The appendix may not be as useless as we thought so far
2 years ago Christopher 0
For years, it has been thought that the appendix was an unused utility that remained there, in a corner of the large intestine, as if it were a memory of our remote past. Together with the wisdom teeth and the coccyx is part of the select group of evolutionary vestiges of the human body.
But in recent years, interest in their role has increased. Now a group of researchers from Midwestern University has studied how the appendix has evolved in different species of mammals over the last 11 million years. And their conclusions are clear: it has to serve for something.
That old so-called appendix
The results are curious because, according to their data, the appendix has evolved between 29 and 41 times and has only disappeared 12 times. As the researchers explain, these data suggest that the appendix has a “clear selective value”. That is, it is not just a useless structure, but there is something else.
If researchers are right and the appendix is still among us because “getting rid of it” is evolutionarily too expensive, many of the things we thought we knew about this little organ would be wrong. But not all.
If it works for something, what is it for?
For many years, an attempt has been made to find out what the appendage function might be and a lot of theories have been put forward. Of these, the most widely accepted explanation is that the appendix, being an anatomical region relatively separate from the rest of the digestive system, acted as a “backup” of our intestinal bacteria.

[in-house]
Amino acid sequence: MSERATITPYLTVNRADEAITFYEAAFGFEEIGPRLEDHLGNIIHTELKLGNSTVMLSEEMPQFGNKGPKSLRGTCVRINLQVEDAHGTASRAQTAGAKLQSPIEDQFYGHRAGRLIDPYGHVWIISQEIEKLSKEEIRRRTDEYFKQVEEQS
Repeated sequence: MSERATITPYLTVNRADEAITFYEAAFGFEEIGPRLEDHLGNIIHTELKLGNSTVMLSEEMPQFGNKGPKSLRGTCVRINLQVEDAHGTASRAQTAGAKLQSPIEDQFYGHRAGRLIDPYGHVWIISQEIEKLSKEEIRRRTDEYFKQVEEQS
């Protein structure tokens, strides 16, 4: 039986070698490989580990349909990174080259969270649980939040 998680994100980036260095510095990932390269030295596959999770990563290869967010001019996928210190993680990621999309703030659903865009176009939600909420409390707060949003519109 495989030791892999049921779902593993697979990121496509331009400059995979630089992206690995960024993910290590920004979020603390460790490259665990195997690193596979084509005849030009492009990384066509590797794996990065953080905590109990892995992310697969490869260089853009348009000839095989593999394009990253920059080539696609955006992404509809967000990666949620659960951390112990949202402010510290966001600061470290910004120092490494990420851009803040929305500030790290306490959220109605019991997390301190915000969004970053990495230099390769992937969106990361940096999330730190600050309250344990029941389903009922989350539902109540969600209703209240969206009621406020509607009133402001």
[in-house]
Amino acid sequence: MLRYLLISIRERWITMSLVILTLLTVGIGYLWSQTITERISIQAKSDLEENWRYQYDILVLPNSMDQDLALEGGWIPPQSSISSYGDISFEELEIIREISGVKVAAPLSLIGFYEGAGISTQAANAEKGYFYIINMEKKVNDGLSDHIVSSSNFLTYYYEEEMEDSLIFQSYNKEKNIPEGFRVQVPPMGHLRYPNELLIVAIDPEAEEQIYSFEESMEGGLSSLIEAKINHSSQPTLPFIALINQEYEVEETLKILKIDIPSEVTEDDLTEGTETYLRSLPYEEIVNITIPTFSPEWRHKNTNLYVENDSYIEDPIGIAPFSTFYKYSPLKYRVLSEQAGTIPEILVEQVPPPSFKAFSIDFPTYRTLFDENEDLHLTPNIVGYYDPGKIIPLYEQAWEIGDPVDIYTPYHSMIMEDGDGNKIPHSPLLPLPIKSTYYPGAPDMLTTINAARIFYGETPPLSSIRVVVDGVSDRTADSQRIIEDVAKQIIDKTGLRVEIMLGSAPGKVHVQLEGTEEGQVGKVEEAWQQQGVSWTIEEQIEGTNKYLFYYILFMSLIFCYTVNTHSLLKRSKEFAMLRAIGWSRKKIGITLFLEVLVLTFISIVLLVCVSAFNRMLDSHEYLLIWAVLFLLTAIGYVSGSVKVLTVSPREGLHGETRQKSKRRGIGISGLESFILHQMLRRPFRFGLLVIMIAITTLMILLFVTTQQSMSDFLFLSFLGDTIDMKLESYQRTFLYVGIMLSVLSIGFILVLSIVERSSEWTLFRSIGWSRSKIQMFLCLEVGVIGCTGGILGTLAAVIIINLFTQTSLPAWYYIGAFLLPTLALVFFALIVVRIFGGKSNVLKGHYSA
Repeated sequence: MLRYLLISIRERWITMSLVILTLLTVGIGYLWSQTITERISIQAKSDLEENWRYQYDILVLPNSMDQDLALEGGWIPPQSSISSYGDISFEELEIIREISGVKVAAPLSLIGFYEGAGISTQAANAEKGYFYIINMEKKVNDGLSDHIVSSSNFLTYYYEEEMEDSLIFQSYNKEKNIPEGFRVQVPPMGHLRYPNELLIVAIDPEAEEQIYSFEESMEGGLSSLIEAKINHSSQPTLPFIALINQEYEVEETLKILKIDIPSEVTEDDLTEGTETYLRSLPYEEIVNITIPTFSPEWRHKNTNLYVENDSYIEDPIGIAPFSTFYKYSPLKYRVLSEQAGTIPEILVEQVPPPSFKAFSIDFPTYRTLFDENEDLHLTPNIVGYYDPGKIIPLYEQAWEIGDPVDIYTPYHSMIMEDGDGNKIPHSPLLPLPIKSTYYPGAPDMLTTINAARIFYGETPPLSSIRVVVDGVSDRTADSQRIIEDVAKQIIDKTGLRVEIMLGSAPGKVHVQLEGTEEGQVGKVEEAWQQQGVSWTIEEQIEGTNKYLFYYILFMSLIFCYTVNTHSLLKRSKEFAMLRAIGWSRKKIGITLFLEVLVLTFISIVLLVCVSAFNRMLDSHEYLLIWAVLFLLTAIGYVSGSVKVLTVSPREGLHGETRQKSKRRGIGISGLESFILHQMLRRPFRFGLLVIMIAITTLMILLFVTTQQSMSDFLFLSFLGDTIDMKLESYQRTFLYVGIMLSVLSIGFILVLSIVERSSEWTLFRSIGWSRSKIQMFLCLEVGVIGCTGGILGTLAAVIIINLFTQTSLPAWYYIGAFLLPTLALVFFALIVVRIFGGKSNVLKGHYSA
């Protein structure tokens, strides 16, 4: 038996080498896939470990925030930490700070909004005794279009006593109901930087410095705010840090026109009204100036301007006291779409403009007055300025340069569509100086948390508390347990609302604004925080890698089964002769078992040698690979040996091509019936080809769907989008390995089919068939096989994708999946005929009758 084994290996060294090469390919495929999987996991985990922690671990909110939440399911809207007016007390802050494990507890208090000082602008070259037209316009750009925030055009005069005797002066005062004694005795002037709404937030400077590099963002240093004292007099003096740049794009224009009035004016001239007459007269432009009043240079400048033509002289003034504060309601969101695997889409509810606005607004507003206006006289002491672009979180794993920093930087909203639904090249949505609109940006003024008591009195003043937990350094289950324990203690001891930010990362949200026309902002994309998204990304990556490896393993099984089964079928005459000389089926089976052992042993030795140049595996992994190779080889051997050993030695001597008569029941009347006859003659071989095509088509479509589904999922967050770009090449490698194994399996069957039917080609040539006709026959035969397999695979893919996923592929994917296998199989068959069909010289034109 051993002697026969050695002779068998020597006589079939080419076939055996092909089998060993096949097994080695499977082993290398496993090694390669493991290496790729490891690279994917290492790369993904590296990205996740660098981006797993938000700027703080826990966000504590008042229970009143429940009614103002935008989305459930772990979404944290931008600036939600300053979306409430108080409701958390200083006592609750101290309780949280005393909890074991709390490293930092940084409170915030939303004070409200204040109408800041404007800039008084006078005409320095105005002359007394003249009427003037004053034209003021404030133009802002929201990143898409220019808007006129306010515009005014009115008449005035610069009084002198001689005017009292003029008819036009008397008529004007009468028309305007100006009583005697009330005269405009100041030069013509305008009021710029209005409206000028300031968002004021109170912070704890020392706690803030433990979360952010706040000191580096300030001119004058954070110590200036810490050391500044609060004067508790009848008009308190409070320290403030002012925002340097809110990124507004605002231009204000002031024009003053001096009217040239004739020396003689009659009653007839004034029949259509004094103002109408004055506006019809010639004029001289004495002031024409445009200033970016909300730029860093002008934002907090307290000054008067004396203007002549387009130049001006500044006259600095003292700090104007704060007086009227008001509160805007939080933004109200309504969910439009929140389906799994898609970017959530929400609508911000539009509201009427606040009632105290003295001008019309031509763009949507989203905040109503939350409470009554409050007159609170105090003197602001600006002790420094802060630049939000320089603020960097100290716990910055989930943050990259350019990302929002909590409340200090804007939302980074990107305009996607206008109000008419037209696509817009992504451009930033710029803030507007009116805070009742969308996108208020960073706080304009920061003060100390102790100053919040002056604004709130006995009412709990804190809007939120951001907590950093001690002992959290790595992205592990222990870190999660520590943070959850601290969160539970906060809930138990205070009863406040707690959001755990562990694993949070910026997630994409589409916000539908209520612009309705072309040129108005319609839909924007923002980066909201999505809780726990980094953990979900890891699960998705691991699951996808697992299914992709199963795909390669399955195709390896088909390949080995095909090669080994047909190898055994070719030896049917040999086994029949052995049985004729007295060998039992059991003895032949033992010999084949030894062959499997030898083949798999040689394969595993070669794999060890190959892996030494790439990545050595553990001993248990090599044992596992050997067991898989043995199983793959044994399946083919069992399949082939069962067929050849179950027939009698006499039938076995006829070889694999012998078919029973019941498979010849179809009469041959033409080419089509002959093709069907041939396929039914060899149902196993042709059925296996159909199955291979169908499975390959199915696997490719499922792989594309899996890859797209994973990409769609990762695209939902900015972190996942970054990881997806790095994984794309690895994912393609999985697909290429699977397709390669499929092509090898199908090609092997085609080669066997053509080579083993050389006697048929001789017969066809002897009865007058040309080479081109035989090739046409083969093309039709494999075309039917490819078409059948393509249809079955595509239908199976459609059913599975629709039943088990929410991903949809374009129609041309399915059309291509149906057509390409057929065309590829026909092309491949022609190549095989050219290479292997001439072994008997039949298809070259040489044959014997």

You may also like to read another article on xWorld: Is it possible to diagnose cancer from a single drop of blood?
According to this theory, the appendix would help keep different infections at bay. For example, a 2011 study at the Winthrop Hospital in New York found that individuals without an appendix were four times more likely to have Clostridium difficile infections than one with an appendix.
It is precisely this theory that comes to underpin the evolutionary study of the Midwestern team. After reviewing numerous ecological factors, they have come to the conclusion that species with appendages have anatomical adaptations that suggest an important role in the immune system.
No, the function of the appendix has not been found.
However, we must remember that no, the true function of the appendix has not been found, just as last week no new organ was discovered in the human body. Lately we tend to find historical discoveries in every scientific article.
In fact, this research is interesting because it gives us a new evolutionary perspective on a rather unknown organ and because it supports some of the theories that we have handled so far. That is to say, what it says to us is that the appendix must serve for something, that we must think about him in serious and that we must continue searching.